Written by Barb Spies, OFS, Director of Mission Services and Pastoral Care
The Felician Sisters follow in the footsteps of St. Francis in promoting Justice and Peace as one of their core values. They live out the mission of encountering others, seeing their worth and dignity, and reverencing others. They showed this value early in the life of the congregation by caring for both Polish and Russian soldiers during the conflict between the two countries.
In turbulent times, we look for models of what to do. “When I was a boy and I would see scary things in the news,” Mr. Rogers once said to his television neighbors, “my mother would say to me, ‘Look for the helpers. You will always find people who are helping.’” He went on to say, “If you look for the helpers, you will know that there is hope.”
As I see the news about war in the Middle East, I think about a helper during World War II in Assisi, Italy. The city itself was saved from being bombed by being declared a hospital city. But, within the city walls, Jews seeking refuge from the Nazis were saved by everyday people. One in particular who played a significant role was Don Aldo Brunacci, a diocesan priest in Assisi. Under the direction of the Bishop, Brunacci was part of a network that created false papers for Jewish people in order for them to be able to be safe, get rations, and stay in Assisi. He rode his bike from site to site to get the paperwork completed. He arranged for the hiding of individuals and families in the convents, friaries, monasteries, and homes of Assisi. His work protected the lives of 300 Jews.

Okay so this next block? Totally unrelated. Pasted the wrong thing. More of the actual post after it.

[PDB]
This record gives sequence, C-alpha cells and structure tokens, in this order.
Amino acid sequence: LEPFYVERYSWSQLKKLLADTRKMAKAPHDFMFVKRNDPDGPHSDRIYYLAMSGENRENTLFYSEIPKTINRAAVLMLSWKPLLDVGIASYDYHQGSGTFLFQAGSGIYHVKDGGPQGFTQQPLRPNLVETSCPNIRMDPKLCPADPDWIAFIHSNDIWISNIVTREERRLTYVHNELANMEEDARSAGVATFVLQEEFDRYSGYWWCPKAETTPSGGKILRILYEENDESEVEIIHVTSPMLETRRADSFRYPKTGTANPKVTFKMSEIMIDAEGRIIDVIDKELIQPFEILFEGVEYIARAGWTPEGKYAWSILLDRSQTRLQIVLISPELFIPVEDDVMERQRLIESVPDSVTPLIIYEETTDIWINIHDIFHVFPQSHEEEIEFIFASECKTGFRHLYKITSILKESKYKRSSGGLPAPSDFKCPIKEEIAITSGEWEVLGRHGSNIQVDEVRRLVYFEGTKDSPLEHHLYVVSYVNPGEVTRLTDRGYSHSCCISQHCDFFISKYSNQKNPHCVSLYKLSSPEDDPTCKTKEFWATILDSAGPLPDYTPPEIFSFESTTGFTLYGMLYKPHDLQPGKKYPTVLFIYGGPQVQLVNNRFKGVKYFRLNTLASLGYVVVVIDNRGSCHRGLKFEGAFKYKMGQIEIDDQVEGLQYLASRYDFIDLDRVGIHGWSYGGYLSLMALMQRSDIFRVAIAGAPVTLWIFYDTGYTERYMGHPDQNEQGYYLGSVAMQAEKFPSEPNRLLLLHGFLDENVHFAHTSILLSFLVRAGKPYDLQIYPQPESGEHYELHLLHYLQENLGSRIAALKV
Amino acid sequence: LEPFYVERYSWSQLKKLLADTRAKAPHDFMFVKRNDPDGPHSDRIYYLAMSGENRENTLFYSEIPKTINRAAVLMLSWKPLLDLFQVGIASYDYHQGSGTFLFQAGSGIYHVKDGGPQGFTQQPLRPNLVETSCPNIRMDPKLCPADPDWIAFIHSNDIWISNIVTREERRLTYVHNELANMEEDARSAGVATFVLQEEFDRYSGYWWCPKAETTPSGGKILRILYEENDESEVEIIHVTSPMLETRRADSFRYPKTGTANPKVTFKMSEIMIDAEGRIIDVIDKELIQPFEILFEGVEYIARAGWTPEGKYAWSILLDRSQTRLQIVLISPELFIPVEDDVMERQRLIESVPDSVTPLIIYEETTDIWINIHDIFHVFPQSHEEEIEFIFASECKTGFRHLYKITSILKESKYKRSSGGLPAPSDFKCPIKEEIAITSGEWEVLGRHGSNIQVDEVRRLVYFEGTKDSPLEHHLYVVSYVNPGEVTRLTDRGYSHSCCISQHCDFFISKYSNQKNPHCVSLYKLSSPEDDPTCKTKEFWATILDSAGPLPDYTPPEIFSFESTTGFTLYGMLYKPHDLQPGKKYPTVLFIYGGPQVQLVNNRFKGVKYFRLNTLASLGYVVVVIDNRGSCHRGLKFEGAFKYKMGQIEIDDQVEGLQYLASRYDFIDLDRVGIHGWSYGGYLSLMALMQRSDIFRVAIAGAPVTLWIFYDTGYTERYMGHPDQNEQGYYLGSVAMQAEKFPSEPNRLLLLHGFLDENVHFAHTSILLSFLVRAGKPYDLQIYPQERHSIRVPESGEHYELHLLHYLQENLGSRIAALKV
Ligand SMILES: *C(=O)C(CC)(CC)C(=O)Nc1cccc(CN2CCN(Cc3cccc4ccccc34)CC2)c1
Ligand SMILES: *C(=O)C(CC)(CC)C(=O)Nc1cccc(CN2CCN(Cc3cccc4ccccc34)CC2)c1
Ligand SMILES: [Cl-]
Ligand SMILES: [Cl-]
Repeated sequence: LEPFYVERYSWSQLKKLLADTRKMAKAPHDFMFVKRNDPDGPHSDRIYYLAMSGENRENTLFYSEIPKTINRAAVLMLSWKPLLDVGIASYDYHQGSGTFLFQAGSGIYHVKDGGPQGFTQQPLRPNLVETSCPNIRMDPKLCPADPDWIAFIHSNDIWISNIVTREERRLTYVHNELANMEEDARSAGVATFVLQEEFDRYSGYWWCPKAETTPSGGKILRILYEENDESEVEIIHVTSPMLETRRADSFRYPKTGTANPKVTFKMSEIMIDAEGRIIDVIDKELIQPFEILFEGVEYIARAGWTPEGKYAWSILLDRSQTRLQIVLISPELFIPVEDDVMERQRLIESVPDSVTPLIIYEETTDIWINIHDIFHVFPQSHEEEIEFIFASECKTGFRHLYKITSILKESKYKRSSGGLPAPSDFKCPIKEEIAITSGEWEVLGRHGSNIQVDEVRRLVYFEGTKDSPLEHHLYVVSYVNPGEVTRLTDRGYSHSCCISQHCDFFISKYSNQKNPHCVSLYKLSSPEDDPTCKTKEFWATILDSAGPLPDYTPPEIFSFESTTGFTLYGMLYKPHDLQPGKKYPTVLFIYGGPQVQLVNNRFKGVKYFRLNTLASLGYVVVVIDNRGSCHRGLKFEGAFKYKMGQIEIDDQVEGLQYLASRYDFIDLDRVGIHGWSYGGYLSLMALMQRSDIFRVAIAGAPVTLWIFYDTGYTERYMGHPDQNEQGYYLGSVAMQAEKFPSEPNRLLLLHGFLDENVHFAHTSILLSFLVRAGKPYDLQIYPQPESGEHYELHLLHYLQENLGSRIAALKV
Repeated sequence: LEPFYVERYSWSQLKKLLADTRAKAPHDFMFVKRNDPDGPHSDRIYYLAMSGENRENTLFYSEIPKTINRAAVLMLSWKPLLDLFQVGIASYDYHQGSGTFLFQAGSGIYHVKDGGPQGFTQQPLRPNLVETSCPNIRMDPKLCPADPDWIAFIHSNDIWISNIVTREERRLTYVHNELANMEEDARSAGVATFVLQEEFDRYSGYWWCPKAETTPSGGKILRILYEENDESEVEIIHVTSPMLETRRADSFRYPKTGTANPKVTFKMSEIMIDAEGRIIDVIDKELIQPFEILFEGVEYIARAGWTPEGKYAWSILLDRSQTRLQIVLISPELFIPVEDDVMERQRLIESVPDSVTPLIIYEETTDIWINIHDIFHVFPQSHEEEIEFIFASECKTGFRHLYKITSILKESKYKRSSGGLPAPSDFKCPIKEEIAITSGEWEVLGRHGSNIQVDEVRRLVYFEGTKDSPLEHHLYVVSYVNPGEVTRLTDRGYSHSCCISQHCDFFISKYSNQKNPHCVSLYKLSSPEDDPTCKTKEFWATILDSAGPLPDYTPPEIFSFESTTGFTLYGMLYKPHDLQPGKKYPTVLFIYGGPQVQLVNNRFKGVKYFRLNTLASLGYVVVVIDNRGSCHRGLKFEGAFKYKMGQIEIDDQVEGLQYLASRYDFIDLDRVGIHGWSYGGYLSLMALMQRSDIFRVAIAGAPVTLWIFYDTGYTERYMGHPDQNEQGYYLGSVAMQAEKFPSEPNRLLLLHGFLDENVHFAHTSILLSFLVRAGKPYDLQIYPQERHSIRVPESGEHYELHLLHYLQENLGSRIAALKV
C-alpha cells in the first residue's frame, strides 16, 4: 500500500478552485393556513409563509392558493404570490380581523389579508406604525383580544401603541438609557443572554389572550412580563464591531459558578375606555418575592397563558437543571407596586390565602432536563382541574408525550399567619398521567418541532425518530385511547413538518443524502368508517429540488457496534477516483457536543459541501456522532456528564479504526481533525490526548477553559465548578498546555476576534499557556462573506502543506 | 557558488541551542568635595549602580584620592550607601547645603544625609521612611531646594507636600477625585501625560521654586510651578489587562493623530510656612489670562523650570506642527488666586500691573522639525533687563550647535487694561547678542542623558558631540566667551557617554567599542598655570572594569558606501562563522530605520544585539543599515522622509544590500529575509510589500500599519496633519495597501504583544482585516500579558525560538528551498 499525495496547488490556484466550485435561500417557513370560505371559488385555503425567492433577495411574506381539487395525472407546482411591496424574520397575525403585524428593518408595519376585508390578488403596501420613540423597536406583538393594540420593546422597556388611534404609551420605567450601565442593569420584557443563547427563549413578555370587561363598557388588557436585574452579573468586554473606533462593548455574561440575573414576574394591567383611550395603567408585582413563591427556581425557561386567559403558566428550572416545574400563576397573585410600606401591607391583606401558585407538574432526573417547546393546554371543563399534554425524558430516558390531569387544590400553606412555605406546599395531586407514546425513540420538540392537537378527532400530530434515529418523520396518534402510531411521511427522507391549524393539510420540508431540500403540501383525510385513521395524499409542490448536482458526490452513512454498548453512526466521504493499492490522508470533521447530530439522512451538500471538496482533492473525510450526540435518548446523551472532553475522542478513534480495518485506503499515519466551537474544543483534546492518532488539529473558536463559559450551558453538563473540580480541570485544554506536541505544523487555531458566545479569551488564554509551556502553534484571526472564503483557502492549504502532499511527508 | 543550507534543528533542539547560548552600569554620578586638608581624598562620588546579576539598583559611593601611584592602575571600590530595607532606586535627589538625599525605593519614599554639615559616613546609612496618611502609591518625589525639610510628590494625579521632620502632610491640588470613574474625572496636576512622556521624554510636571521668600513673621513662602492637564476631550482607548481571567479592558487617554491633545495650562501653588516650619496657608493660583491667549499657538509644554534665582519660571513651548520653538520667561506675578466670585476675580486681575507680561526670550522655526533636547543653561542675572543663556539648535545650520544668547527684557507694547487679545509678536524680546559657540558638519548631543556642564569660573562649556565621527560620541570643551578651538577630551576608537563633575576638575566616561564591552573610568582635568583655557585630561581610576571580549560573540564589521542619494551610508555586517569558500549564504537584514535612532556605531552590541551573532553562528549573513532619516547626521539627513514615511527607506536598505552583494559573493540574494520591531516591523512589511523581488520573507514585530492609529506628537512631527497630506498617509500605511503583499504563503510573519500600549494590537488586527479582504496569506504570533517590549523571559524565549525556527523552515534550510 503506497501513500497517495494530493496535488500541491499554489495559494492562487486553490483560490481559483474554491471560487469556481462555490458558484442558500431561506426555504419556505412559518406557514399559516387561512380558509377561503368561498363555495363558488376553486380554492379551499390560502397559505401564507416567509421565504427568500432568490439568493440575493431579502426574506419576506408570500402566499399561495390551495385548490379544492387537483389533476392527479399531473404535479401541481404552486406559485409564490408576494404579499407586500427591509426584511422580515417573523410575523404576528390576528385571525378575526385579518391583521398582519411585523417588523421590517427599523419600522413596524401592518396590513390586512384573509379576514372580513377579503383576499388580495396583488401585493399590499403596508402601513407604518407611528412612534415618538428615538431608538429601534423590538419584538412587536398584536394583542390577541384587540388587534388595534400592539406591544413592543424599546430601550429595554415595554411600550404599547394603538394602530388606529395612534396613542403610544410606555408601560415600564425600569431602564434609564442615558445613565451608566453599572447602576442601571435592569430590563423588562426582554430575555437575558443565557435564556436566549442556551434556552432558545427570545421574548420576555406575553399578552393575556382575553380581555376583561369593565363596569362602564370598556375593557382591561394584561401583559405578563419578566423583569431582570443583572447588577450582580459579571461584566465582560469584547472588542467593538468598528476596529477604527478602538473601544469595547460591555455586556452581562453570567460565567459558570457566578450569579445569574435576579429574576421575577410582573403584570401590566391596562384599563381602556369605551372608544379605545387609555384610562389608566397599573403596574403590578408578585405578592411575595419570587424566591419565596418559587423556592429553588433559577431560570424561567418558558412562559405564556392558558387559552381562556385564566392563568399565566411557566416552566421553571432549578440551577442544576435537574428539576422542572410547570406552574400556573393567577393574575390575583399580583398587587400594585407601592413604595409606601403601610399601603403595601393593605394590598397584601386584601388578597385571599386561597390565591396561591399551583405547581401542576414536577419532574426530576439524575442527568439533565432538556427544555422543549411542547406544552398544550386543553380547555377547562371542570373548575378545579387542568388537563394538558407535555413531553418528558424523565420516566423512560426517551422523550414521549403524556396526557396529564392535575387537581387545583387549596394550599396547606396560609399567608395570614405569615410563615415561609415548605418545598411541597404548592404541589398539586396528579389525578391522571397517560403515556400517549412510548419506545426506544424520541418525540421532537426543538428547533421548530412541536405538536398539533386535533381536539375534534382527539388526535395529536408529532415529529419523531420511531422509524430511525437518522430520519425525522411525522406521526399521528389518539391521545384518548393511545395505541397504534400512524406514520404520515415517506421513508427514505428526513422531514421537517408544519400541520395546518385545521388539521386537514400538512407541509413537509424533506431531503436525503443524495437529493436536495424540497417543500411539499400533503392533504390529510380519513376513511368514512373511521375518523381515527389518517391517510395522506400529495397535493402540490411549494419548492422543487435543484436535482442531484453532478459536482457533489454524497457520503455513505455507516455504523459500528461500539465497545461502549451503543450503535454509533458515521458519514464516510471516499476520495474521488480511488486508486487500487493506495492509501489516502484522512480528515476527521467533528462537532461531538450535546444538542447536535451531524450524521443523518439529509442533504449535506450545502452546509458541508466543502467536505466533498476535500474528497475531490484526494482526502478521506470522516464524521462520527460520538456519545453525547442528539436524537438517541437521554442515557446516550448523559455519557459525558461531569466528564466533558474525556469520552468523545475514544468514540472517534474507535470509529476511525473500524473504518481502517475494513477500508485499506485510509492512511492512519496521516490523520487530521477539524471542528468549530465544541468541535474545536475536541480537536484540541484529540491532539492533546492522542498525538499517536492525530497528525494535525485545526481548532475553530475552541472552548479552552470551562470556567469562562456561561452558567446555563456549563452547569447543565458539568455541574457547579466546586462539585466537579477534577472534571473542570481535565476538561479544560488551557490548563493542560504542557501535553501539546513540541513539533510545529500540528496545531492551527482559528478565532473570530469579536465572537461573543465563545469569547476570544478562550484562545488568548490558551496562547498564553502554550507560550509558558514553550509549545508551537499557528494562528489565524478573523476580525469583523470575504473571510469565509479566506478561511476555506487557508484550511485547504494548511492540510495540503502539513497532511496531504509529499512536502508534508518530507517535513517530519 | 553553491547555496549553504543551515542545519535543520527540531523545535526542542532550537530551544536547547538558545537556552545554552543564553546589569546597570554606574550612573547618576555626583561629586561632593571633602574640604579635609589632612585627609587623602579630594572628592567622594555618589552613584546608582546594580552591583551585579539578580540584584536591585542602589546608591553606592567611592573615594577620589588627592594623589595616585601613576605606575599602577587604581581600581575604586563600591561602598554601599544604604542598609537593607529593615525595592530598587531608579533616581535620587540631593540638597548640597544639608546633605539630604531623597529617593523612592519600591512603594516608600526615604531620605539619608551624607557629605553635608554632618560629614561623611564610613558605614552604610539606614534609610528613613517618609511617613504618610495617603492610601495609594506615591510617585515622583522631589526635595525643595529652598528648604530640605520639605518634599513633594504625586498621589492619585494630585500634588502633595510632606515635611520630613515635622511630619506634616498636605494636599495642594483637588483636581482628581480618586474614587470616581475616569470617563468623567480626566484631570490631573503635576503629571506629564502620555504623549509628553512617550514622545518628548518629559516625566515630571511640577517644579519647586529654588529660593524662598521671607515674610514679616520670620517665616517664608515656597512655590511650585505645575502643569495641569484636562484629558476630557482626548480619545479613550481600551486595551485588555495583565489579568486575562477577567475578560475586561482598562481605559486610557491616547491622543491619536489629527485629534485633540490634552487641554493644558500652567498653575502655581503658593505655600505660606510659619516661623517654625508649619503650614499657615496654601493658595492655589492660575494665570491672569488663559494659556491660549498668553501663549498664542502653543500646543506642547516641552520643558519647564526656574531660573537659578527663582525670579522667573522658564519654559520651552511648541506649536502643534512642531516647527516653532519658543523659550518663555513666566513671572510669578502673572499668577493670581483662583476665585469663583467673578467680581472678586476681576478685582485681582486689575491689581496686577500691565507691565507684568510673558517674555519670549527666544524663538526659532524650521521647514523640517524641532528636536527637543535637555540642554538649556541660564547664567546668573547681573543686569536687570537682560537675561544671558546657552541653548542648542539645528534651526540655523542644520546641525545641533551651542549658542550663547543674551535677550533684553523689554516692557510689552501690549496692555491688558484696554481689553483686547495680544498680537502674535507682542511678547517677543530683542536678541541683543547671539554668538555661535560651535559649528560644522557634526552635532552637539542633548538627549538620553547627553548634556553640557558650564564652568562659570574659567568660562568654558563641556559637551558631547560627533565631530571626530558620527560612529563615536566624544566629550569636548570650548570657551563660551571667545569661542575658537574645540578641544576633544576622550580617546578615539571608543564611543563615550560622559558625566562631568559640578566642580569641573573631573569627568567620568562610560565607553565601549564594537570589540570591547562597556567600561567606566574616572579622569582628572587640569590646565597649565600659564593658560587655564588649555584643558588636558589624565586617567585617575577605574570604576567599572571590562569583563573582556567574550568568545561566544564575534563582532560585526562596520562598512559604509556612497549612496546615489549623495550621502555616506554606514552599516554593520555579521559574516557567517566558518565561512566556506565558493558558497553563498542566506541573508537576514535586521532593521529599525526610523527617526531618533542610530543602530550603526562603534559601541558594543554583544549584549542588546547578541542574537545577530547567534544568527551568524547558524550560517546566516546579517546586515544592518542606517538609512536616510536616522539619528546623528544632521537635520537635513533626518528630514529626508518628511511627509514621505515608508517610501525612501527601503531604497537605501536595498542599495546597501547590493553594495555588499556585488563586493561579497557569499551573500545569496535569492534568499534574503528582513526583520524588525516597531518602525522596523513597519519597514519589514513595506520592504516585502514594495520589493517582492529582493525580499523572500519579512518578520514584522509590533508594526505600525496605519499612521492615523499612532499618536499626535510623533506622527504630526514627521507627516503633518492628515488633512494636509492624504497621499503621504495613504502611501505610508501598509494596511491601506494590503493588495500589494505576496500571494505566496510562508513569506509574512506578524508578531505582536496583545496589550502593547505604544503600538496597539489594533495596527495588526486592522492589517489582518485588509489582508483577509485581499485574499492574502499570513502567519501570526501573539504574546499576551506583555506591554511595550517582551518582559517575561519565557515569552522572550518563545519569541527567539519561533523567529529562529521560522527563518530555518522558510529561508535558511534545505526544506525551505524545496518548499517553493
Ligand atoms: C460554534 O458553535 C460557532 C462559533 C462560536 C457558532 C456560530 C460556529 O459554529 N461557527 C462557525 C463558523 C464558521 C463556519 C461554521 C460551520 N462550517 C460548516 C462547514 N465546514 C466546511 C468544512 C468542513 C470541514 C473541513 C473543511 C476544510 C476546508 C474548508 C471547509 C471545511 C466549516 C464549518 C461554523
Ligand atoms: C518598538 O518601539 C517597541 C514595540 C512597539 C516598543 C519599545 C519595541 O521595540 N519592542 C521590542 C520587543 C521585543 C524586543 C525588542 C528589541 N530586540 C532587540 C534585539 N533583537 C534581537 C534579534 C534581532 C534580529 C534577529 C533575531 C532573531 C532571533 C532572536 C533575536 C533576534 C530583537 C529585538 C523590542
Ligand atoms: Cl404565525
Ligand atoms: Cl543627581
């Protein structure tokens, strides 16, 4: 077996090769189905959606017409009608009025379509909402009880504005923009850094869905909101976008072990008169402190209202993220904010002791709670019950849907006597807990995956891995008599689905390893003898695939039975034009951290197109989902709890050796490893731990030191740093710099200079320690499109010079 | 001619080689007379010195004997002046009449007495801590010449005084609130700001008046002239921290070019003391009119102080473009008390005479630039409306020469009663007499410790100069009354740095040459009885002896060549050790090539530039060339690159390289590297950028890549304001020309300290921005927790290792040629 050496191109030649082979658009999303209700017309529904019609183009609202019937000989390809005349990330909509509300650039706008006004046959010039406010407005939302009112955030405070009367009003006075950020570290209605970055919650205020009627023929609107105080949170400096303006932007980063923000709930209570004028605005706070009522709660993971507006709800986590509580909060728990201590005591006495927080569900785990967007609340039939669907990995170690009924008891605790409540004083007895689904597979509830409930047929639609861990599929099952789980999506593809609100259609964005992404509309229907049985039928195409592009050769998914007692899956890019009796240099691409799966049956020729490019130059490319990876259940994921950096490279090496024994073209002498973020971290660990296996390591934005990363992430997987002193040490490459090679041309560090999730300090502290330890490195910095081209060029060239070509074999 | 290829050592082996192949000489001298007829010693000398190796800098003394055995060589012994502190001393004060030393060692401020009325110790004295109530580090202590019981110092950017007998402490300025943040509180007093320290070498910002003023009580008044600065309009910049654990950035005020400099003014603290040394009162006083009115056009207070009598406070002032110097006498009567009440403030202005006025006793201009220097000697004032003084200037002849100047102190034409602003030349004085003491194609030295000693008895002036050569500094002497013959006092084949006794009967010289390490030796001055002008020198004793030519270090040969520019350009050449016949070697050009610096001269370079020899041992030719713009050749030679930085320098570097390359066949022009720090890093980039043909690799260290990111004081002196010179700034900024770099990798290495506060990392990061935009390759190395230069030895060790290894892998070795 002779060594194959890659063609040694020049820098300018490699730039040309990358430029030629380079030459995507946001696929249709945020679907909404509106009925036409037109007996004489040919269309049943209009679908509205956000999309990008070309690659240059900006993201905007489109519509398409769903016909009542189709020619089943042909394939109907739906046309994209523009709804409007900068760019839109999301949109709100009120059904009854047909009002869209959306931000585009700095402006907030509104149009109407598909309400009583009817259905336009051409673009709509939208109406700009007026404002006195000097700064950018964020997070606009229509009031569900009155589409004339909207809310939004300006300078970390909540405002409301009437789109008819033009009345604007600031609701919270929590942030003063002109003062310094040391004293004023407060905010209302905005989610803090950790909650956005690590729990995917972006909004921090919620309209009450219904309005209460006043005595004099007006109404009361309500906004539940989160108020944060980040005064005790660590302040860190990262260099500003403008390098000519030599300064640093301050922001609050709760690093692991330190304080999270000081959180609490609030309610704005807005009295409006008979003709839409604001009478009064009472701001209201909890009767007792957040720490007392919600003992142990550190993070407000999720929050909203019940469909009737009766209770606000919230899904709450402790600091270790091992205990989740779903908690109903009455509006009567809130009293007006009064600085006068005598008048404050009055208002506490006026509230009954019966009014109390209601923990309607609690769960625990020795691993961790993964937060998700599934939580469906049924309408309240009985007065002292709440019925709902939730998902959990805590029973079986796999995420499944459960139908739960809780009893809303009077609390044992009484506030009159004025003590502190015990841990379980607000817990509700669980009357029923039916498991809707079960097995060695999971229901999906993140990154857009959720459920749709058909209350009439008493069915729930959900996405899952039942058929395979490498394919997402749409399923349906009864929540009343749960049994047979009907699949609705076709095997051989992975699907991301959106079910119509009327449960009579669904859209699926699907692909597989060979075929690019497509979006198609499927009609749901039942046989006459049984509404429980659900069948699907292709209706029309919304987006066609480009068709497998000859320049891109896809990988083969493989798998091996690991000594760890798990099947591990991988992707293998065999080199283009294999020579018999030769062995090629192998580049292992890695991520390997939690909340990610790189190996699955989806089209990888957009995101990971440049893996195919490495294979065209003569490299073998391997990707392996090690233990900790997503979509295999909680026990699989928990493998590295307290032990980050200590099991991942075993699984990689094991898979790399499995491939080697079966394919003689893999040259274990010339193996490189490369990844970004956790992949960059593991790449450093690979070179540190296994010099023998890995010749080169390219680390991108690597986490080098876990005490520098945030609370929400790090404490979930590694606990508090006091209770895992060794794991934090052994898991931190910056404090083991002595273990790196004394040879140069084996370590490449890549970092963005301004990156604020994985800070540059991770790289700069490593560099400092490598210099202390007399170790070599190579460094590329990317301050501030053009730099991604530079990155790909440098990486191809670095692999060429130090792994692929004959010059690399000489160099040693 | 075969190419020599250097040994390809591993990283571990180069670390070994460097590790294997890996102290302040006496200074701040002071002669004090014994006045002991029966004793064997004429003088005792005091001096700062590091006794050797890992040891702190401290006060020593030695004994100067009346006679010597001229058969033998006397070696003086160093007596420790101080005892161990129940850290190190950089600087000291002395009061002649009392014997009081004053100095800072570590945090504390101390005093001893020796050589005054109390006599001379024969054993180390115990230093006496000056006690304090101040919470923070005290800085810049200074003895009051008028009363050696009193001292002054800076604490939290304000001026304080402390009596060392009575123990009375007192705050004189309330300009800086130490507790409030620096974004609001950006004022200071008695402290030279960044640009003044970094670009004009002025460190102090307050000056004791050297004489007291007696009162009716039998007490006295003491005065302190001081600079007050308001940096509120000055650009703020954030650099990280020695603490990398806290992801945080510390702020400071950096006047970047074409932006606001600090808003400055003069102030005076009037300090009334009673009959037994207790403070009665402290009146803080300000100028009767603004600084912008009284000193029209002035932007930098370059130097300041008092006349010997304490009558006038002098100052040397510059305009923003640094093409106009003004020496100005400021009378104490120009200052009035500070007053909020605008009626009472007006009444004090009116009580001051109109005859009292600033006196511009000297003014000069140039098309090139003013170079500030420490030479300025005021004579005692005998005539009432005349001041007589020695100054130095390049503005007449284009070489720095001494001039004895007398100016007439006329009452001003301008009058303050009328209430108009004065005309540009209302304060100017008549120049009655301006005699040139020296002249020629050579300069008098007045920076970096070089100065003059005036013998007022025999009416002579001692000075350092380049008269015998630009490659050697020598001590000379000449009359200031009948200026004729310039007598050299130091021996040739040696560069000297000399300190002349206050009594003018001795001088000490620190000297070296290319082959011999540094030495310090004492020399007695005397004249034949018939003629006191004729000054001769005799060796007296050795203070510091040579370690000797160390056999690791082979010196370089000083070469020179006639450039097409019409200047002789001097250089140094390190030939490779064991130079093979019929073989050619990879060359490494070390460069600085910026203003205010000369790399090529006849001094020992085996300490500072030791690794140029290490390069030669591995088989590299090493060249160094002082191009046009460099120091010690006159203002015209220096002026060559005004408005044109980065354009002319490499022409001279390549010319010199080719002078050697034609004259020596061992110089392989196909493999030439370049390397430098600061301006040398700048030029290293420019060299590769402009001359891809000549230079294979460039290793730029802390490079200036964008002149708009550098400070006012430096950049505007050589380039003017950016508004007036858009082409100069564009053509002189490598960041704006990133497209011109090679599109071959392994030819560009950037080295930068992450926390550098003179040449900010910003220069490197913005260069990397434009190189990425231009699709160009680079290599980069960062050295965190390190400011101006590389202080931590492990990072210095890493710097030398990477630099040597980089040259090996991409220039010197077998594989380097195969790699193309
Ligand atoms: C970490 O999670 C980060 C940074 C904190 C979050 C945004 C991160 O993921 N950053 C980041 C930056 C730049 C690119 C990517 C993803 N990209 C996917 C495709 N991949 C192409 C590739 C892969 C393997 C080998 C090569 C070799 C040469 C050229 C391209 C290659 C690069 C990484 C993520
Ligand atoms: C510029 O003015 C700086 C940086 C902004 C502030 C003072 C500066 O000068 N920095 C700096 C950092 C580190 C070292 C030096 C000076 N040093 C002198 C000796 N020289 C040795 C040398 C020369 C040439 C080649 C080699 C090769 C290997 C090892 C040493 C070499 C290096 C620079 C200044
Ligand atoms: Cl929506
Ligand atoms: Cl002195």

As we begin the season of Advent, let us remember those who give us hope. St. Francis of Assisi modeled making peace during the Crusades when he visited with the Sultan Malik al-Kamil. Don Aldo Brunacci lived in Assisi, steeped in the Franciscan values of this holy space. He was a helper. As Mr. Rogers said, when we look at this helper, we know that there is hope.